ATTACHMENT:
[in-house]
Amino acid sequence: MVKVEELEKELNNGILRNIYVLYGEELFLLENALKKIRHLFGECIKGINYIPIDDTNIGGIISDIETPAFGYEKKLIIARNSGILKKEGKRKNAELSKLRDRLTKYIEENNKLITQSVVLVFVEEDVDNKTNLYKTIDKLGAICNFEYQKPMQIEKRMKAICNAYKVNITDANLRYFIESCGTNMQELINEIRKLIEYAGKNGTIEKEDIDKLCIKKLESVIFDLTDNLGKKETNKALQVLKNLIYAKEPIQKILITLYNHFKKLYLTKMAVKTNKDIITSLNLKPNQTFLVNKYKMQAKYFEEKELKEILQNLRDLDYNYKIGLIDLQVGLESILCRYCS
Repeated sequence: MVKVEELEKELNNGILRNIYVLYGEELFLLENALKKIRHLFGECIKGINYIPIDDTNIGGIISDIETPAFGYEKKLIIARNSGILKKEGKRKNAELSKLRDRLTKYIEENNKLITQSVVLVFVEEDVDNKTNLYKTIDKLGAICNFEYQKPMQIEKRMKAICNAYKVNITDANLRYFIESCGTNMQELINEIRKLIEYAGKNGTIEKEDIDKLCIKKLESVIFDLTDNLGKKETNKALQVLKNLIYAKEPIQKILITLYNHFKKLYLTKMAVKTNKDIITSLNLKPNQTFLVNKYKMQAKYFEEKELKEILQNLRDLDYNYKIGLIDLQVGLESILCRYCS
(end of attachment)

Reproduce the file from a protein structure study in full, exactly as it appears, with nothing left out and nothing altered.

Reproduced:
[in-house]
Amino acid sequence: MVKVEELEKELNNGILRNIYVLYGEELFLLENALKKIRHLFGECIKGINYIPIDDTNIGGIISDIETPAFGYEKKLIIARNSGILKKEGKRKNAELSKLRDRLTKYIEENNKLITQSVVLVFVEEDVDNKTNLYKTIDKLGAICNFEYQKPMQIEKRMKAICNAYKVNITDANLRYFIESCGTNMQELINEIRKLIEYAGKNGTIEKEDIDKLCIKKLESVIFDLTDNLGKKETNKALQVLKNLIYAKEPIQKILITLYNHFKKLYLTKMAVKTNKDIITSLNLKPNQTFLVNKYKMQAKYFEEKELKEILQNLRDLDYNYKIGLIDLQVGLESILCRYCS
Repeated sequence: MVKVEELEKELNNGILRNIYVLYGEELFLLENALKKIRHLFGECIKGINYIPIDDTNIGGIISDIETPAFGYEKKLIIARNSGILKKEGKRKNAELSKLRDRLTKYIEENNKLITQSVVLVFVEEDVDNKTNLYKTIDKLGAICNFEYQKPMQIEKRMKAICNAYKVNITDANLRYFIESCGTNMQELINEIRKLIEYAGKNGTIEKEDIDKLCIKKLESVIFDLTDNLGKKETNKALQVLKNLIYAKEPIQKILITLYNHFKKLYLTKMAVKTNKDIITSLNLKPNQTFLVNKYKMQAKYFEEKELKEILQNLRDLDYNYKIGLIDLQVGLESILCRYCS